The Connector Road, part of the Nlex concession, will be an eight-kilometer expressway that extends Nlex from the end of Circumferential Road 3 (C3) in Caloocan City to the Polytechnic University of the Philippines in Santa Mesa, Manila. This will provide port trucks with a 24/7 alternative to major highways. This project will be completed by May 2021.

Nlex has also extended its expressway to the port area through its Harbor Link initiative, which aims to further stretch the thoroughfare from C-3 Road to Radial 10 (R-10). It has also started the construction of Segment 8.2, which runs between Mindanao Avenue and Commonwealth in Quezon City, and is gearing toward finishing Segment 2C, an extension road for Mindanao Avenue.

Cavitex Infrastructure Corp. has also opened the first section of the C5 Southlink Expressway, which in totality will connect the Manila-Cavite Toll Expressway to C5 Road.

The last two on the list are the already-completed Ninoy Aquino International Airport (Naia) Expressway and the ongoing civil works for the first phase of the Southeast Metro Manila Expressway, which will cut travel time between Taguig and Batasan, Quezon City, to 26 minutes from an hour and 50 minutes.

Bridging cities

For bridges, the government aims to finish the Bonifacio Global City-Ortigas Link Program, composed of the Santa Monica-Lawton Bridge, and the Lawton Avenue-Global City Viaduct, within the year.

It is also making strides in completing the China grant-funded Binondo-Intramuros Bridge that will connect the walled city to the heart of Manila’s Chinatown. This is expected to be completed by 2021.

Another China-grant bridge included in the Edsa Decongestion Program is the Estrella-Pantaleon Bridge, which links Makati City and Mandaluyong. By February next year, this should be open to motorists, and will serve as an entry point to secondary arteries between the north and south of Metro Manila.

The government is also developing the Bataan-Cavite Interlink Bridge, which will be a 32.15-kilometer, four-lane facility that will start in Mariveles, Bataan, crossing Manila Bay to Naic, Cavite. Construction works are set for next year.

Lastly, the DPWH will construct a total of six bridges in the eastern corridor of Metro Manila —Pasig, Antipolo and Marikina.

Under the Pasig River and Manggahan Floodway Bridge Construction Project, the government will develop the North and South Harbor Bridge, the Palanca-Villegas Bridge, and the Eastbank-Westbank Bridge through 2023.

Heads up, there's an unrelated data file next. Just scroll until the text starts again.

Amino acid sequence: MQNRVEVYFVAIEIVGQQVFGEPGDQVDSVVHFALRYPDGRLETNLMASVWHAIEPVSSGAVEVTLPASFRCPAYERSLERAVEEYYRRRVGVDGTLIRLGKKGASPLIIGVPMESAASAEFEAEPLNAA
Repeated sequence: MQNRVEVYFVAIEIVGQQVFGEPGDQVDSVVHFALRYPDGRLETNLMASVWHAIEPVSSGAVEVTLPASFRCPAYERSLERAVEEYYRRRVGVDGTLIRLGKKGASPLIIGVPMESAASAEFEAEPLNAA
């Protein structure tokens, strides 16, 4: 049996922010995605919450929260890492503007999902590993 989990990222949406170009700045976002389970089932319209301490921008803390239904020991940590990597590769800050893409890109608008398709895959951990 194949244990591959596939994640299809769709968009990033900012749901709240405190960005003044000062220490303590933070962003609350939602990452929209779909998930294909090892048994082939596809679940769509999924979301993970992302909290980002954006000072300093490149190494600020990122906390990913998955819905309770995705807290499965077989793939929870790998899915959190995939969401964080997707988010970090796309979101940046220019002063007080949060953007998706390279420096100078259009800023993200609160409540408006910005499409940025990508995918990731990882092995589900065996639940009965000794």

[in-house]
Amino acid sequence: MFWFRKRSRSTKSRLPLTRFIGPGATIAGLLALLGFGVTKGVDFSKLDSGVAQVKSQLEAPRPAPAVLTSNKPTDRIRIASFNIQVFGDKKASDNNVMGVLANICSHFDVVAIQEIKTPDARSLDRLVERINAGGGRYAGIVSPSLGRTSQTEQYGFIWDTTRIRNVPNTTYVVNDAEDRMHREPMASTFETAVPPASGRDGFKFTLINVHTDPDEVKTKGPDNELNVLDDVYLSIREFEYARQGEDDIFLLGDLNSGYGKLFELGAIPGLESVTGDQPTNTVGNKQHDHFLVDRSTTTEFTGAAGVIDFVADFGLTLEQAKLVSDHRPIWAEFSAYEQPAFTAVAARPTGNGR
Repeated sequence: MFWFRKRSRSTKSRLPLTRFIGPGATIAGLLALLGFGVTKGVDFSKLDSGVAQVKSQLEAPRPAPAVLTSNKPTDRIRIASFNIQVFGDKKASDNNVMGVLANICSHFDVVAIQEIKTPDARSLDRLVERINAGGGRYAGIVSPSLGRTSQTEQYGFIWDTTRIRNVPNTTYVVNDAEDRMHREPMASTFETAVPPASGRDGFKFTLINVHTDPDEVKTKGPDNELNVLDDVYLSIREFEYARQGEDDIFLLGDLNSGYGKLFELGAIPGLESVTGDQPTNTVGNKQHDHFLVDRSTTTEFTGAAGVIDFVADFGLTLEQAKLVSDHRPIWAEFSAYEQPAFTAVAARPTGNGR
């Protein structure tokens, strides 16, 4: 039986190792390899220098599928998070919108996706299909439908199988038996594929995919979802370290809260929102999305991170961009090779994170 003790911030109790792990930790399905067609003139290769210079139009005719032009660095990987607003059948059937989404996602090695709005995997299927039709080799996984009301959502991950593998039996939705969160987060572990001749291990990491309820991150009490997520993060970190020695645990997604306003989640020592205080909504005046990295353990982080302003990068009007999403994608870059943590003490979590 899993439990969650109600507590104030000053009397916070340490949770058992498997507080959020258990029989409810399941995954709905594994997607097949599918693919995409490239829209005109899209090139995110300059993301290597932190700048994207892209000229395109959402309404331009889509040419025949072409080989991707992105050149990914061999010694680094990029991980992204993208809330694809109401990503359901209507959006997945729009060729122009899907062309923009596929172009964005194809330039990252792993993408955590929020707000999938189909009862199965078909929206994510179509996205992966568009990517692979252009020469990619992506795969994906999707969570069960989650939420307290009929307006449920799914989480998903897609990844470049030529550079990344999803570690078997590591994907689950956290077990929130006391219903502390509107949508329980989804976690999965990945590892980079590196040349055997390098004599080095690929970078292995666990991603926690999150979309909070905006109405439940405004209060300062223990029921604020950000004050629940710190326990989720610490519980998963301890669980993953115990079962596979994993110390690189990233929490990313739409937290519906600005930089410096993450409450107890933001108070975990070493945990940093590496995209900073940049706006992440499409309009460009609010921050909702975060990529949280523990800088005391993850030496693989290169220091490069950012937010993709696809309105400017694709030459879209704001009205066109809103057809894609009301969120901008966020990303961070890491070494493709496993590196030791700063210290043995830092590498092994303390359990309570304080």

On the other hand, the Marikina River Bridges Construction Project involves the construction of three bridges with a combined 3,187.3-lineal meters. These bridges are the Marikina Vista Real Bridge, the JP Rizal-Lopez Jaena Bridge, and the JP Rizal-Saint Mary Bridge.

Feeling the effect?

Lamentillo said her group will be working double time to finish these projects within the term of President Duterte, who during his campaign promised to alleviate the traffic congestion in major cities, especially Metro Manila.

“We are hopeful that these will all be completed before the end of the President’s term in 2022. The year 2020 will be a big year, and our motorists will really feel the effect of these projects,” she said.

The goal is not only to reduce the economic losses from traffic congestion, which currently amount to a whopping P3.5 billion per day, but to alleviate the daily suffering of motorists due to congestion.

“Our goal is to have Edsa return to its original capacity through the alternative roads and bridges we are building,” Lamentillo said. “We’re making sure that these projects will not stay as plans but will actually materialize that the Filipino people will actually use.”

Editors Comments

David Celestra Tan, MSK

We are sure our suffering people of Metro-Manila and the similarly frustrated visitors join us in our fervent hope that these well meaning government officials remain focused on this very grand plan and monumental challenge that will define the Presidency of PRRD in Metro-Manila, can really happen and not derailed by corruption, our country’s trademark waterloo.

Additionally, we hope that these roads, highways and bridges solutions will be complemented by an equally critical component which is overhead light rail mass transit system.

They might also consider a simple wheelbased shuttle train connecting the three main airports terminals.

The country is praying for your success in these Edsa Decongestion Plan

Maybe the two hours a day we can save stuck on the road, can partially compensate us for the atrocious electric power rates that the government has not been able to control for two decades.

MatuwidnaSingilsaKuryente Consumer Alliance Inc.
david.mskorg@yahoo.com.ph
matuwid.org